A shy girl walked into the place where the 2bU staff was busy with another fashion shoot, and it was Rian Gonzales.
With a sheepish smile and a wave, she jokingly asked if she was really being featured, as we led her to where she could be prepped up. Like her nickname, Rainbow, she has a way of brightening up a room with her humor and simplicity. “Mom will treat the entire barangay pancit once this feature comes out,” she joked.
It has only been a year since she graduated from the University of Santo Tomas (UST) with a degree in Advertising Arts, but Gonzales is already enjoying what she does, earning a name for herself doing what she loves: creating art.
She described her artworks as whimsical: “I just like splashing vibrant colors on everything I work on. I love capturing the innocent yet alluring nature of women in my drawings.” Just like rainbows on paper.
Like a lot of artists, Gonzales started watching cartoons and anime when she was just a child. “I would just wonder for hours how these drawings were brought to life on the big screen,” she said. She also admitted that she’s into fairy tales and Disney. “They make up a big part of my art influence.”
She joined her high school’s magazine, The Theresian of St. Theresa’s College in Quezon City, then later, a student org called “illUST” at UST. And it was in college that her friends
nicknamed her “Rianbow” because of her use of color in paintings. “Rendering artworks in full color makes me feel at ease. It expresses what I am.”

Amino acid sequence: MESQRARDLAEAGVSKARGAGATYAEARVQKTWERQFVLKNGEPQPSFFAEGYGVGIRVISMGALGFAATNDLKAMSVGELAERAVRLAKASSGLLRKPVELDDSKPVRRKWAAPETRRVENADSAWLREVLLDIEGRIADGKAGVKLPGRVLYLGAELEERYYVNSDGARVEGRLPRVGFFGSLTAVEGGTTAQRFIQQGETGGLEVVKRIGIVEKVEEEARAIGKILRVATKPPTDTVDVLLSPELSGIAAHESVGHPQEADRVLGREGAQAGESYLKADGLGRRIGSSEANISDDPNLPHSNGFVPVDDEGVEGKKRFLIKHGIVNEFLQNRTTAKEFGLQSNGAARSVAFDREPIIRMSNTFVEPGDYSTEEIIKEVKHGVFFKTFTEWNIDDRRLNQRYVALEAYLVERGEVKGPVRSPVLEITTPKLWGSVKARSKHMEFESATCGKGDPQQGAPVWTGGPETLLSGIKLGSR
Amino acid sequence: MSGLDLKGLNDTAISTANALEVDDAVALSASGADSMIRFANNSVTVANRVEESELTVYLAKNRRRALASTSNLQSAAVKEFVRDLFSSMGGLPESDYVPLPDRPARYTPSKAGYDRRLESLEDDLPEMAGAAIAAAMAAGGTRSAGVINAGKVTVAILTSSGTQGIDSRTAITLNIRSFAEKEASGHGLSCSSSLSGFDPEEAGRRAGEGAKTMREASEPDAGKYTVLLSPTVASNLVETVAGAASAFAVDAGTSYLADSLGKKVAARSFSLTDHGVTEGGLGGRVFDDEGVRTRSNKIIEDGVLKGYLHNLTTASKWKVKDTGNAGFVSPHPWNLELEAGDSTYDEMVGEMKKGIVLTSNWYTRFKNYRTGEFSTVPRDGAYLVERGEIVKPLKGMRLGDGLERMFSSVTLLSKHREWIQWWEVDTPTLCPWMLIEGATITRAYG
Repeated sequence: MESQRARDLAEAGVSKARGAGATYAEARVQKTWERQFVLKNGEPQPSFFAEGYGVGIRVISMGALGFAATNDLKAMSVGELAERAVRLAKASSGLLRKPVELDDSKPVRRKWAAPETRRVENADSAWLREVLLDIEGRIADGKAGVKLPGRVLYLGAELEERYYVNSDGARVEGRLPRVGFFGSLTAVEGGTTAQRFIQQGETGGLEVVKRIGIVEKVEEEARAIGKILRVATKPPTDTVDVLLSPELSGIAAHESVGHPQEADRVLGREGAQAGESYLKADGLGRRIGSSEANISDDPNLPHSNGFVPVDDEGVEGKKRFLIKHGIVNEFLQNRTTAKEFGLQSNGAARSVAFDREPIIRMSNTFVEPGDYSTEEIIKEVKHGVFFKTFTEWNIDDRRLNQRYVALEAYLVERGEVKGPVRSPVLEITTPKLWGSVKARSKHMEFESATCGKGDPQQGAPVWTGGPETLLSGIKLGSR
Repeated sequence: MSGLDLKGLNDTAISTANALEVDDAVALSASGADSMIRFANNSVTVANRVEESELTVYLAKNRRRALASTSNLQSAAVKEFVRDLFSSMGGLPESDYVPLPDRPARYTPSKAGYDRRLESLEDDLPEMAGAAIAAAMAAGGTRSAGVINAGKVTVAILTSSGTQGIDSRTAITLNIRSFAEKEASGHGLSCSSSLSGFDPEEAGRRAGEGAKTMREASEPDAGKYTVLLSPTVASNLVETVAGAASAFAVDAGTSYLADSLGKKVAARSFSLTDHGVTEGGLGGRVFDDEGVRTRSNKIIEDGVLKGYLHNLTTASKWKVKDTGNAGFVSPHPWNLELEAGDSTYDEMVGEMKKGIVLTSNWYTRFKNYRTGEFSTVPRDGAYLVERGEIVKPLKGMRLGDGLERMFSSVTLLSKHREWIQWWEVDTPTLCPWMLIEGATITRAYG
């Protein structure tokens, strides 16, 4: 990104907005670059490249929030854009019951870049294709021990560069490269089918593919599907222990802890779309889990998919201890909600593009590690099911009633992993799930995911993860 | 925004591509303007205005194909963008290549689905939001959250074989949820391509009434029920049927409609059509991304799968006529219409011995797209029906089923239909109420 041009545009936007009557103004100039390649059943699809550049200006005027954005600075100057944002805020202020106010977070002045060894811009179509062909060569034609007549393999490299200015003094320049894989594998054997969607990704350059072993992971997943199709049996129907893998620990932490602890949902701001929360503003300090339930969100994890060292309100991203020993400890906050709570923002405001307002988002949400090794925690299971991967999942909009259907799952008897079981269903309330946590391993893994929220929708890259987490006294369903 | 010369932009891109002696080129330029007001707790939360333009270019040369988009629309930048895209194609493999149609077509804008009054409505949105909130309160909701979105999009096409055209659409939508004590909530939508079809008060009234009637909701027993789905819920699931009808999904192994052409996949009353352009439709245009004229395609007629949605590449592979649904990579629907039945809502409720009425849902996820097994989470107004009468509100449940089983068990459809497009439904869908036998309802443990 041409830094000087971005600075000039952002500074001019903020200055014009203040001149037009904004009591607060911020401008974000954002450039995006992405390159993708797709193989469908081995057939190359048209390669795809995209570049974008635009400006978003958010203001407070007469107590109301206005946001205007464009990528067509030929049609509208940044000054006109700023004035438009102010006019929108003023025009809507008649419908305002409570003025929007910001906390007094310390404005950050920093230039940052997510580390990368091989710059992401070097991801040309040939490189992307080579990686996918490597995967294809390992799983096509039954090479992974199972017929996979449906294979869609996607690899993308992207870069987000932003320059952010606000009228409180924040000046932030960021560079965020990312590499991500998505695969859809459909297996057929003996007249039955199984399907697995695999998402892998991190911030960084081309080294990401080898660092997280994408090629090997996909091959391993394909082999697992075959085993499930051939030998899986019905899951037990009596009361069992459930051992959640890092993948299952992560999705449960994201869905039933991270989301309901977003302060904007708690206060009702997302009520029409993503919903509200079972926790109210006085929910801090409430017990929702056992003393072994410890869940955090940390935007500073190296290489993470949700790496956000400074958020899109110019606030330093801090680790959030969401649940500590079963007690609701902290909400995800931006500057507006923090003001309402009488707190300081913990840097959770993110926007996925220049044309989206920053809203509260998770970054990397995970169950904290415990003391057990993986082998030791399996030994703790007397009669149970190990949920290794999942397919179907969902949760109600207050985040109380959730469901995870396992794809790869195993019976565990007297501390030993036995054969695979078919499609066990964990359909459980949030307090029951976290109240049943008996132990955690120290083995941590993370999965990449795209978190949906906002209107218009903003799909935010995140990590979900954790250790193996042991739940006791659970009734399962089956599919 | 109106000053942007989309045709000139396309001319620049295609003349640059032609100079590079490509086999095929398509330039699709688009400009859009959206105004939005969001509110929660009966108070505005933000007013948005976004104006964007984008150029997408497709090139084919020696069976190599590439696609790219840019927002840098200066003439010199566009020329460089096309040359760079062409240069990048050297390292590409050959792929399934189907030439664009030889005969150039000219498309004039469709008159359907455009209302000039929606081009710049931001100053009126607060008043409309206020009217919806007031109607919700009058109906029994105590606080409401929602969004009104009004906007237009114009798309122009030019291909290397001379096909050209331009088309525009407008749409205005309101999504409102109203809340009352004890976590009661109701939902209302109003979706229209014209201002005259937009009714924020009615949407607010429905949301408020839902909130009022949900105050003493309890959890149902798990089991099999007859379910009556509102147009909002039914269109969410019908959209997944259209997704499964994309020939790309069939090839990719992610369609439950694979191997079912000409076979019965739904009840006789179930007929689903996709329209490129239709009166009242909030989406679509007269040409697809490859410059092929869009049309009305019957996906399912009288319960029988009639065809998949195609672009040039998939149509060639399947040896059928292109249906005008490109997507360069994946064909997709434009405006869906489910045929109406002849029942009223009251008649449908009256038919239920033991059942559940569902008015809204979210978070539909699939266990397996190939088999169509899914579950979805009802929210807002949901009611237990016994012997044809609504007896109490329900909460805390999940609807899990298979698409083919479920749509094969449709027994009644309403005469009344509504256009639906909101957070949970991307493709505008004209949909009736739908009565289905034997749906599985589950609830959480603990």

The little things
Gonzales finds inspiration in the little things, she said. Whenever she feels burned out but has to finish work, she stops. “I don’t stay for long behind closed doors. I eat out with my family, watch a movie with friends, and just surround myself with lots of positivity.”
Because of her distinct style of artwork, Gonzales has gained a legion of fans. “I still can’t quite wrap my head around the idea that there are people all over the world who actually follow my art,” she said. “It’s pretty insane. Knowing that people support my craft is fuel enough for me to do better, to push my limits.”
Her happy works opened a lot of doors for her, including commissioned projects. Gonzales admitted it’s nice to hear praise, but she can easily point out what she could have done to improve the artwork. “‘You are only as good as your last work,’ as the saying goes—I make it a point to do my best in every piece I work on.”
Open-mindedness and coffee
Pure determination, perseverance and lots of open-mindedness are the values she learned from being a budding artist. Gonzales said that there are many better artists out there, and they didn’t get to that level with a snap of a finger. It took countless sleepless nights, hundreds of cups of coffee, and tons of revisions and rejections.
“They just make me want to go back to the drawing board and focus on making art. You’ve got to go out there, dream big and make your own opportunities.”
She also added that there are more things she wants to learn and improve on. “I would like to draw more men for a change,” she quipped, since most of her subjects are women. “I like sketching from real life and reference photos from time to time to improve my knowledge of anatomy,” she added. And she dreams of being able to work for Disney and make her own comic book one day.
Gonzales ended our chat by listing her five artist essentials—Prang watercolor, white acrylic paint, watercolor paper, Internet and lots of chocolate. “Okay, wait, scrap all of that, just tons and tons of chocolate would do the trick for me.”
Photography Toff Tiozon
Styling Luis Carlo San Juan
Makeup Justine del Rosario
Hairstyle Mark Familara for L’Oreal Professionnel
Shot on location at Mandarin Oriental Manila, Makati City